The Sisterhood Network collaborated with the Beisumpuikam Women’s Society (seen here) on April 16 as part of a Land Feminist Participatory Action Research. (Morung Photo)
Sisterhood Network collaborates with Beisumpuikam Women’s Society to address gender equality
Morung Express News
Peren | April 16
Article 371-A may not protect the Nagas forever and land may eventually be privatized or nationalized, with individuals holding a restricted amount of land. If such a scenario unfolds, one of the ways for communities to hold on to land, and thus their identity, would be to distribute it squarely among women and men.
This idea was proposed by Akeina Gonmei, Development Secretary of the Rongmei Baptist Association (Nagaland) and Chairperson of the Sisterhood Network (SN) board, at Beisumpuikam Village, Peren district, on April 16 while speaking on the theme ‘Strengthening community through equal participation of women and men in decision making.’
In one of several attempts to achieve Goal 5 of Gender Equality among the United Nations’ set Sustainable Development Goals, the SN has been working on a Land Feminist Participatory Action Research (LFPAR) with the Beisumpuikam Village Women’s Society, also engaging its Village Council, Development Board and churches (Baptist and Presbyterian). On Tuesday, they came together to host a community feast at the Beisumpuikam Baptist Church, but also to contemplate on a gender equal future.
“Our land gives us our songs, clothes and the designs on them. It gives us our identity. We should be careful while selling it to others. More essentially, in order to avoid being disenfranchised from our land, we should distribute land among both women and men,” urged Gonmei, while addressing a robust group of men and women, including the Beisumpuikam Village Council Chairperson, who attended the event.
Even in governance, “women were not given to men to make tea!” She challenged women to retain their economic security within the household as well as to participate, speak and address issues at Village Development Board meetings.
Economic, social, political progress requires the community to move forward together. This change, she said, must begin from the villages. “If our villages accommodate women, our cities will follow. Beisumpuikam must become part of this change,” she asserted.
Why the exclusion?
While making family decisions, women and men often put their heads together. “Then why do we exclude women while making big decisions for the community?” asked Azungla James, Director of Sisterhood Network, while acknowledging the participation and support of the male leaders of Beisumpuikam Village in conducting the LFPAR, a participatory research method that involves several steps that lead up to actions for communities to progress together. The SN has been conducting this through mentorship from Asia Pacific Forum on Women, Law and Development.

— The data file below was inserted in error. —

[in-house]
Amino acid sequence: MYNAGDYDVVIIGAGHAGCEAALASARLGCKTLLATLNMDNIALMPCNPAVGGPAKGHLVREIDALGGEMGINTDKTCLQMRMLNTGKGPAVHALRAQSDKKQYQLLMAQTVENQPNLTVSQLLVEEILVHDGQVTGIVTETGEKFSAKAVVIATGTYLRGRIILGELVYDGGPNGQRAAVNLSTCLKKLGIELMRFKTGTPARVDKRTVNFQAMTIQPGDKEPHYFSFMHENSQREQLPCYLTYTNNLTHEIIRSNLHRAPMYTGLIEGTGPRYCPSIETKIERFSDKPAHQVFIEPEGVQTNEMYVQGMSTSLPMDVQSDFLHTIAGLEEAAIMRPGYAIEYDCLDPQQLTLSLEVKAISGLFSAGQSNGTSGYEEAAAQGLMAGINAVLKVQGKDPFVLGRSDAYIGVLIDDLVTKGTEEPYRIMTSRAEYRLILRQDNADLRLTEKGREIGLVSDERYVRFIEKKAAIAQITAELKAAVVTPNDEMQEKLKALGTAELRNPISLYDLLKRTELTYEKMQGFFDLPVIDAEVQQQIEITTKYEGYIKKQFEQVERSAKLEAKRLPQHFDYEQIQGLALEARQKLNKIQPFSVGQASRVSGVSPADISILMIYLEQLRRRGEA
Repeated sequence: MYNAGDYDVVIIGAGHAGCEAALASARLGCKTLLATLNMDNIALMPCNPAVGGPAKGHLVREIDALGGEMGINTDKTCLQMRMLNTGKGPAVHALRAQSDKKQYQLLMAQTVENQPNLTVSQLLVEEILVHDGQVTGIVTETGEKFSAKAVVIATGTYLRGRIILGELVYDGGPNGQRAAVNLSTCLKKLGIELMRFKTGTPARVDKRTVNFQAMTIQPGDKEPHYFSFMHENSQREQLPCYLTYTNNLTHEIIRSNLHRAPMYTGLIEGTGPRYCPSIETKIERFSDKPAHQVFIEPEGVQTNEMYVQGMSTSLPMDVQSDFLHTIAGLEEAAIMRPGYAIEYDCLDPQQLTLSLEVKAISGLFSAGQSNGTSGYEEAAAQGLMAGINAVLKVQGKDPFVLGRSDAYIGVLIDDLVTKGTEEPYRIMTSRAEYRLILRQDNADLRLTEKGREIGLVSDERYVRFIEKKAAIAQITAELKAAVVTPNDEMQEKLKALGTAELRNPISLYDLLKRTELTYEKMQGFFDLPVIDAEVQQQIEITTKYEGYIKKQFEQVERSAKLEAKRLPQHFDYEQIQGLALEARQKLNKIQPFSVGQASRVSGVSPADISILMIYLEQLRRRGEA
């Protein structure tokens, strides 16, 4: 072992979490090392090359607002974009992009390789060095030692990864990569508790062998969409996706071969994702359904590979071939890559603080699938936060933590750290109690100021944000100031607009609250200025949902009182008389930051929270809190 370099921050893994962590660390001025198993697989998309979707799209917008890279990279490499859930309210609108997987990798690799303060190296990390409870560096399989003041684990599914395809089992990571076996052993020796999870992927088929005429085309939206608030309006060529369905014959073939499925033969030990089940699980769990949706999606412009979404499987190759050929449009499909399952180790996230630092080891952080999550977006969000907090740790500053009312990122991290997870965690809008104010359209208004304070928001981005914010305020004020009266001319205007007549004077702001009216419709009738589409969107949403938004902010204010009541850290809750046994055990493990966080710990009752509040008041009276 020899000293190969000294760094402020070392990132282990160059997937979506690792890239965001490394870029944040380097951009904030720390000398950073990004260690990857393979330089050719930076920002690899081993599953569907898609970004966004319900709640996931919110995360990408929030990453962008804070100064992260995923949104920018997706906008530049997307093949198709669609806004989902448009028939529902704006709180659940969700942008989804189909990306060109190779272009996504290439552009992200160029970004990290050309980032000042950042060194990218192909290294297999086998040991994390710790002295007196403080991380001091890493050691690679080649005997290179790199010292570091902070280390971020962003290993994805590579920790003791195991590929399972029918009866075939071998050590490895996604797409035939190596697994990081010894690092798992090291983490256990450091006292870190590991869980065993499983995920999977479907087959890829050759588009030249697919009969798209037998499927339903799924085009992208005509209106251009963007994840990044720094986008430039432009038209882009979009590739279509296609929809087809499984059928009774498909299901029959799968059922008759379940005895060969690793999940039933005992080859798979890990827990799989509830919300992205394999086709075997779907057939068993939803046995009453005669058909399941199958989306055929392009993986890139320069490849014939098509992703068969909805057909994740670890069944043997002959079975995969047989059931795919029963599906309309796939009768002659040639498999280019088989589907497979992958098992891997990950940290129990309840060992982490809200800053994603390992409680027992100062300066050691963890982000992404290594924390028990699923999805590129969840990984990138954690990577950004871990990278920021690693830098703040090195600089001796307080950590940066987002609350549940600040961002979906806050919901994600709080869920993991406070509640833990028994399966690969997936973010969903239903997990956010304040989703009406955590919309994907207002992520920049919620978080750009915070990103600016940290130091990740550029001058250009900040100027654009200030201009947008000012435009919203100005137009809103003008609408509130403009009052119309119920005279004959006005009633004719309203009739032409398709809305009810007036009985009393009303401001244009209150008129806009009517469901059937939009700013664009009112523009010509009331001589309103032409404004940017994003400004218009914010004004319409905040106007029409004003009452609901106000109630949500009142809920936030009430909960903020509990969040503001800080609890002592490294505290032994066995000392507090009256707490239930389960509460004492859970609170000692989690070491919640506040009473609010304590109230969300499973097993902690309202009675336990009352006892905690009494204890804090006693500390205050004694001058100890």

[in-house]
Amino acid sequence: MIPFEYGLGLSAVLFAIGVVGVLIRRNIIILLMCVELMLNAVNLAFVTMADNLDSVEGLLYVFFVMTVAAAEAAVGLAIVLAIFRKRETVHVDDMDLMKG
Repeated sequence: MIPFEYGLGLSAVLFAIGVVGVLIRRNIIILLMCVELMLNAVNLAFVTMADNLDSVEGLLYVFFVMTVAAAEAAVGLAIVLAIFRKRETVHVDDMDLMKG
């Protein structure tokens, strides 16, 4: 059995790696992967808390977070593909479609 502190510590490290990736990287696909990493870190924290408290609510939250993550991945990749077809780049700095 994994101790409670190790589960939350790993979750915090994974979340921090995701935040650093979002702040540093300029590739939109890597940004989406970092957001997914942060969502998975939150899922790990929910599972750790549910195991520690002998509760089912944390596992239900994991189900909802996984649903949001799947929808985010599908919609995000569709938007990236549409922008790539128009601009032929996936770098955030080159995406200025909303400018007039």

“All our customs, norms and traditions are human made and we are in a position to change it; to include women in leading the community for it to grow steadily as a whole,” she held.
Dr. Pangernungba Kechu, Dean of Post Graduate Studies at the Oriental Theological Seminary, backed this thought.
“Our traditional practices were designed for the preservation of small villages when no technology existed. We need to re-design them in the modern context to strengthen the future of our children,” he said. Giving the example of western societies that have progressed based on norms of gender equality, he said that husband-wife or sister-brother have to move ahead as equals in order to bridge the gaps in gender or wealth that have become colossal in Naga society.
Such gaps often lead to violence and conflict. In the Naga case, ‘factionalism’ in the state, non-state, even the church, has led to violence that has been contained through the “tears and prayers of our women and mothers,” admitted Dr. Pangernungba.
“To create an inclusive future, we need to incorporate the wisdom and voices of women, as well as young people, while making policies,” he encouraged.
Today’s program saw a mega Community Feast preceded by a Zeliang Traditional Dance presented by the Beisumpuikam Women’s Society that earned them the head of one of the two pigs cut for the occasion, in an attempt to bring women and men together to understand the values and need for a gender just society.